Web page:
In a recently published decision, the Supreme Court held that employers are obliged to disclose employment contracts and other relevant documents relating to pay and working conditions to the 26 so-called 'cantonal tripartite commissions', which serve as control bodies for protection against wage and social dumping in Switzerland.
Uber is considered by many to be a globally operating transport company with 10,000 employees in approximately 60 countries. Whether an Uber driver is an entrepreneur or an employee affects a variety of legislative areas. If Swiss employment laws apply, the employee has a basic right to perform the agreed-upon work. However, among other factors, under the relative investment comparison test applicable in Switzerland, Uber drivers are not classed as employees, as they cover all other operating costs.
Following a report issued by the federal government stating that there is no need for legislative action for remote home workers, National Councillor Thierry Burkart launched a parliamentary initiative to provide further flexibility for remote home workers. The initiative has already drawn fierce opposition from major trade unions, even though trade unions and green parties are otherwise in favour of remote home work to further the work-life balance and reduce the daily commute.
Following the issuance of specific 'fat cat' regulations in 2014, the federal government proposed that fixed and flexible compensation packages of board members and high-ranking management in state-owned enterprises should be regulated by the end of November 2016. Flexible compensation elements (particularly bonuses) can no longer exceed 50% of the fixed salary and fringe benefits cannot exceed 10% of the fixed salary.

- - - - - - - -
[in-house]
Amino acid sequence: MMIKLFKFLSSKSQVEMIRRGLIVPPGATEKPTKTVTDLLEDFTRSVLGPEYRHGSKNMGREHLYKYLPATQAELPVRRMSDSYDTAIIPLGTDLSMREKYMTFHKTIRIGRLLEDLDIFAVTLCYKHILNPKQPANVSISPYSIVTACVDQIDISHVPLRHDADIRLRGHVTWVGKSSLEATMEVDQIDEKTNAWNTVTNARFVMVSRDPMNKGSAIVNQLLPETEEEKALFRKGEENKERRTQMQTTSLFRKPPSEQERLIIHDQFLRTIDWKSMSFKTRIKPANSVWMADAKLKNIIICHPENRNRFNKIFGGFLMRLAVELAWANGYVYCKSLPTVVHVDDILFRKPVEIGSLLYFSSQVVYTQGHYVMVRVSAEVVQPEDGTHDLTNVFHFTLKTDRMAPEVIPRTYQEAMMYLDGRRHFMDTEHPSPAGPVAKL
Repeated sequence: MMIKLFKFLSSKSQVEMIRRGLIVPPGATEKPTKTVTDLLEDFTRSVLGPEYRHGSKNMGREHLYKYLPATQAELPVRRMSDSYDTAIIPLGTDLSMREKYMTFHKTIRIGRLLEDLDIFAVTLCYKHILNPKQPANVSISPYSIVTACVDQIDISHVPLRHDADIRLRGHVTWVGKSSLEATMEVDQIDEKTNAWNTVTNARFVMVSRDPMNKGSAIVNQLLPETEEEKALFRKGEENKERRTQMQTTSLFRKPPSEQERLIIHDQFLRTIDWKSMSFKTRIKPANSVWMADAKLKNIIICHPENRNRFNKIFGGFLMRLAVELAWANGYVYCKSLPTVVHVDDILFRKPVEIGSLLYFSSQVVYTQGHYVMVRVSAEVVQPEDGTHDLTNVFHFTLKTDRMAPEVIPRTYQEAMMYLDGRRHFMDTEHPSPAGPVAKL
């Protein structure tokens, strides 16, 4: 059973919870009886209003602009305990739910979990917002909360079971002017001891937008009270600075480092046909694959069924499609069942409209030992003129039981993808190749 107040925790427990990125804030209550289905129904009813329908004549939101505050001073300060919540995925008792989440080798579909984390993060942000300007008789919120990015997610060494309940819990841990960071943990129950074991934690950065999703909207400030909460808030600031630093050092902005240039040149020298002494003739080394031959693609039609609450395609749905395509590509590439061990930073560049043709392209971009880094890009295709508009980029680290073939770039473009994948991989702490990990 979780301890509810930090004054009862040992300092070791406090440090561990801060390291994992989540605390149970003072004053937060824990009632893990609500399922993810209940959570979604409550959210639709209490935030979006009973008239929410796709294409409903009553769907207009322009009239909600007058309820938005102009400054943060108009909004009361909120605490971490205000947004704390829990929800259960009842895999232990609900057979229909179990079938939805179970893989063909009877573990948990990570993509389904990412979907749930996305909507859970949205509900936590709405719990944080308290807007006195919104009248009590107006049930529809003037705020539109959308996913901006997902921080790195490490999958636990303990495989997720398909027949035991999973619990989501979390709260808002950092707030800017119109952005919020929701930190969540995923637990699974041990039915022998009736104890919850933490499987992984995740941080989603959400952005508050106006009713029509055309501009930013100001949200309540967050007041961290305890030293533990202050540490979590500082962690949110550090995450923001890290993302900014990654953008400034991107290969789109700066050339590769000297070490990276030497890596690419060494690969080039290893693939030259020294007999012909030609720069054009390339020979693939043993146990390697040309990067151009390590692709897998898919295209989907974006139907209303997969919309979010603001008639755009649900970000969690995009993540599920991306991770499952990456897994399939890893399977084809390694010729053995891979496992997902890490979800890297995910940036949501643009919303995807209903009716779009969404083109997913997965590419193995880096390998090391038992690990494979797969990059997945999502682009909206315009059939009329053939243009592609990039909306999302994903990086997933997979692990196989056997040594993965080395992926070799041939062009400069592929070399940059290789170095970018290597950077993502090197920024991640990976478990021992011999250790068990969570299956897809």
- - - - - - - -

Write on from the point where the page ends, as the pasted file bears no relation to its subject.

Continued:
There is an emerging trend towards part-time or even full-time remote work in Switzerland. Due to this emerging trend and in order to address the potential need for more legislative regulation, the federal government recently issued a report which comprehensively reviewed existing employment, data protection and health and safety legislation, including income tax aspects of remote work.
The consultation process for the federal government's draft bill requiring employers with 50 or more employees to conduct a wage analysis every four years recently closed. Following widespread scepticism regarding the increased wage control mechanisms, it is now proposed that only employers with more than 100 employees fall under the new regime. Certain parliamentarians have also pleaded for an automatic repeal of the proposed new law after 10 years.
The Zurich Administrative Court recently ruled that female kindergarten teachers were not discriminated against, despite receiving 13% less in salary than male professional apprenticeship teachers. According to the court, the complainants failed to demonstrate that the demands of the job had increased substantially since 1999, when the court had performed a comprehensive review of the classification of female kindergarten teachers.
It is increasingly evident that labour laws no longer reflect the needs of a modern service society. Switzerland's working hours regime is routinely breached and yet exceptions to the rules are available only in limited cases. Unsurprisingly, a professional alliance of the auditing, trust, IT and public relations sectors wants to adapt the law to ensure that senior employees and highly qualified professionals are no longer limited by maximum working hours and minimum daily rest periods.
The Zurich Supreme Court recently rendered a long-awaited decision regarding a former Swiss banker who had on a number of occasions presented CDs containing bank client data to the media. The court held that Swiss bank secrecy laws had not been violated because the banker had been employed by a Cayman Islands bank. However, the court was unwilling to accept the former banker's defence that that he had acted as a whistleblower.